Extreme Trains On Right Now!

Discussion in 'Getting Started' started by eightyeightfan1, Nov 29, 2008.

  1. Ammler

    Ammler New Member

    Well, I fell asleep as soon as last nights episode began, and didn't wake up until 5 minutes after it ended. I missed the whole episode.

    I did notice last night that Comcast in the Pittsburgh region is now starting to add the shows to the On Demand menu. The Coal drag was the only one out there at that point. So here is my score so far:

    Episode 1, completely forgot about it, will catch it On Demand.
    Episode 2, watched it, probably watch it again On Demand.
    Episode 3, dozed off at parts, will watch it again On Demand.
    Episode 4, completely dozed off on, will watch it On Demand.


    I do find the host annoying at times, but I just concentrate on the trains, and what the "subject matter experts" have to say. :thumb:
  2. jesso

    jesso Member

    Well, I guess I'm contrary, maybe scewed, but I like the show and I like the host. I like that he jumps into a firebox to clean it out (you could never pay me enough to go through a hole that small that they could just close the fire doors and walk away)
    or that he tries to do most everything that they show on the show. I guess living far away from any trains makes you long for having them around. But that's me. I get excited going by 72nd South when I am in Salt Lake because I will get to see a Utah Railway Engine (or 5) parked there. I hop on Trax just to ride a train. I guess I am the demographic that they are after.
  3. TrainNut

    TrainNut Ditat Deus

    Don't get me wrong Jesso, I didn't say I didn't like him, merely he's a little amped up for my tastes. In fact, it was his initial energy that originally attracted me to the show. Like I said before, if it wasn't for that energy, he probably would not have gotten the job.
    I thought he declined that offer? I bet your a BIG fan of Dirty Jobs with Mike Rowe. Me too.
    In a way, his enthusiasm reminds me a lot of myself when I get around trains. It's just that, I'm not getting paid for it and definitely not putting myself on the air. I also go waaaaay out of my way to see trains. On certain days of the week, I go four miles further south than I need to between one sons speech therapist and the other sons school just so I can drive along the new light rail line in hopes of seeing a train testing the tracks before they open the end of this month!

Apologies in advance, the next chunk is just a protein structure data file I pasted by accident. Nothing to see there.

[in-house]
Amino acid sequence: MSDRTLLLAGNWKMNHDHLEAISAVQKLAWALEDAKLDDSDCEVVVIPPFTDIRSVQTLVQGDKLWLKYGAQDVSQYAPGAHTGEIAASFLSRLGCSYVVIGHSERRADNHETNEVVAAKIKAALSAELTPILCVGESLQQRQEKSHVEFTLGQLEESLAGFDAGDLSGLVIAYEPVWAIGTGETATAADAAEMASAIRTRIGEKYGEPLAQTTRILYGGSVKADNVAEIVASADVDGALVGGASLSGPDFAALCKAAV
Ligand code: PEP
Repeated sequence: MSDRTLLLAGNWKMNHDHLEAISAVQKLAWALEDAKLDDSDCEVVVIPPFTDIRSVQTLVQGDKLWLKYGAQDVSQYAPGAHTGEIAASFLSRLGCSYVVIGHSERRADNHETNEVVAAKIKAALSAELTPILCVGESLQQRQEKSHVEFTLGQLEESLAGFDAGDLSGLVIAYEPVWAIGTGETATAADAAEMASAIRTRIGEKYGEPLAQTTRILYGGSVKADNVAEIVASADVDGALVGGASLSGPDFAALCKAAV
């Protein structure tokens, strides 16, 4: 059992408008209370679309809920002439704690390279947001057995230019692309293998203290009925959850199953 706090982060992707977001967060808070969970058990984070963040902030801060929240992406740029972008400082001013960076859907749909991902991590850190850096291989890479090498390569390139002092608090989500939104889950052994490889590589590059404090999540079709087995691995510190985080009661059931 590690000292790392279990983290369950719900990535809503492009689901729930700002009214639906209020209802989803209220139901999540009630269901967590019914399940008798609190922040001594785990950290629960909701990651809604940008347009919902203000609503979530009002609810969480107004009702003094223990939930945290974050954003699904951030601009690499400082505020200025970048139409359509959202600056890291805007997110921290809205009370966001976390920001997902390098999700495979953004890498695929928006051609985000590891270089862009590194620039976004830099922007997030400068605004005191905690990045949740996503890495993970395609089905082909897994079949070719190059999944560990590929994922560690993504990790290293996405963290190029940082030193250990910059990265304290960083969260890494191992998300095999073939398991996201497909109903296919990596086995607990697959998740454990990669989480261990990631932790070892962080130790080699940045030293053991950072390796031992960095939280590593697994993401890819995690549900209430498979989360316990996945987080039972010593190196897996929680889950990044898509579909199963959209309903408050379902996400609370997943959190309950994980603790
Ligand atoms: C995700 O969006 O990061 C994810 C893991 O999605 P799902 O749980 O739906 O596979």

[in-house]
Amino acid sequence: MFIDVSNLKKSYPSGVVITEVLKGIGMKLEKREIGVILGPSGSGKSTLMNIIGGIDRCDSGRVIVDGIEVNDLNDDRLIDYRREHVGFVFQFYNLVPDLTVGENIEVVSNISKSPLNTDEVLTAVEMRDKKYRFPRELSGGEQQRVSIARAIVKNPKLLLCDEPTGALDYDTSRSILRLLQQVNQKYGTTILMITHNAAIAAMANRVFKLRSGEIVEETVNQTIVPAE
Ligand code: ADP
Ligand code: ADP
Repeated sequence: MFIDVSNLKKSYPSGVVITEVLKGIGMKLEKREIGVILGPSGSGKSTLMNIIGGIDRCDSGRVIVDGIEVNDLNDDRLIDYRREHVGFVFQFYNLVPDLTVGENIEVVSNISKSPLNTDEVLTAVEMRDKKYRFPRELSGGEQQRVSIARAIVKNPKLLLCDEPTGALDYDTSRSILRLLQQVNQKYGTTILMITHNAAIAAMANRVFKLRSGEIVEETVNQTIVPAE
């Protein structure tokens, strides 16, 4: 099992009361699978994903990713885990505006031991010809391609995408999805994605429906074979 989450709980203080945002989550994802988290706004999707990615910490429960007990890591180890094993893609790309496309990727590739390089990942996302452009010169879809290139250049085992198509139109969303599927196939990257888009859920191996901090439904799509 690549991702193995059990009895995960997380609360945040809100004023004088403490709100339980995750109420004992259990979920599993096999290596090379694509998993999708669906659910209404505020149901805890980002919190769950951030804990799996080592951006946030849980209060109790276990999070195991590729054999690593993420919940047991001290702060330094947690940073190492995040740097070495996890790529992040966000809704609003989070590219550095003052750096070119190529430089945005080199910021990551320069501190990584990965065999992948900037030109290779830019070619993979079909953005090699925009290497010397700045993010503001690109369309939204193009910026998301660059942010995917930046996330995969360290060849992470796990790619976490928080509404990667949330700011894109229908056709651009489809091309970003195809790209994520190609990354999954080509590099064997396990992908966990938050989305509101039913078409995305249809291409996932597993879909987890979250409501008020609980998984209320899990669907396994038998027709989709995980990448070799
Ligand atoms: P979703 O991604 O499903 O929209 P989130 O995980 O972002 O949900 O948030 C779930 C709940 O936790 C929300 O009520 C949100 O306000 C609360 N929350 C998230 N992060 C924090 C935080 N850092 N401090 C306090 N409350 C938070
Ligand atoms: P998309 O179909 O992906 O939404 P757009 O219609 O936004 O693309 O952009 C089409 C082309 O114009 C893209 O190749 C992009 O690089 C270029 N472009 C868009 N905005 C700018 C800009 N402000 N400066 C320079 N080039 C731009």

4. csiguy

    csiguy Member

    i didnt think last night epsisode was too bad. not great though. i do not know much about reefer cars so i guess i learned something . anybody know what the next episode is about?

  5. Mountain Man

    Mountain Man Active Member

    One thing that came through quite clearly was the enormous fuel consumption of these operations. Each of those reefers require 450 gallons of diesel to make the trip, additional to the fuel requirements of the engines themselves.

    No wonder we depend so heavily on foreign oil.
  6. conrailmike

    conrailmike Member

  7. Mountain Man

    Mountain Man Active Member

    Steam Train and Circus Train look good. :thumb:
  8. Ammler

    Ammler New Member

    And why the price of diesel fuel is not coming down at the same rate as regular gasoline.
  9. eightyeightfan1

    eightyeightfan1 Now I'm AMP'd

    I'l tell you what.
    After watching last nights episode, I started planning a cold storage/produce distributor for my layout. I don't know what it was, and I've been watching the show since it first aired. Maybe cause I have no excuse to run unit coal trains, already have intermodel, and I can't think of any reason why Acela would be running through the Northwest Hills of Connecticut. But a smaller produce distributor...That could be plausible.

    Now...Where can I get models of those refeers?
  10. Russ Bellinis

    Russ Bellinis Active Member

    Those reefers burn a lot less fuel than the old mechanical refrigeration units. Those unit that they were removing from the cars they were scrapping out were all electric units. They did not show the diesel gen set that was needed to keep those electrics supplied with electricity. The electric unit shut down when the load reached set temperature, but the gen set ran all of the time. Theses new ones fire up automatically when the switch is turned on, pull the load down to temp, and then shut off. They don't turn on again until the temp goes up above set point 4 degrees f or more. When the unit is running the diesel engine burns about 1 gallon of fuel per hour. If they make the trip in 5 days, they would use @ 120 gallons of fuel per car. The 450 gallon is the capacity of the fuel tank on the reefer car. You want that much fuel to make sure they don't run out of fuel. If the tank runs low enough to allow air into the fuel system, they need to call a tech to bleed the fuel system to get the reefer restarted after they refill the tank. It can take from 15 minutes to an hour to bleed the air out of the fuel system to get one of the units fired up. 55 reefers running out of fuel and getting air bound would be a serious delay!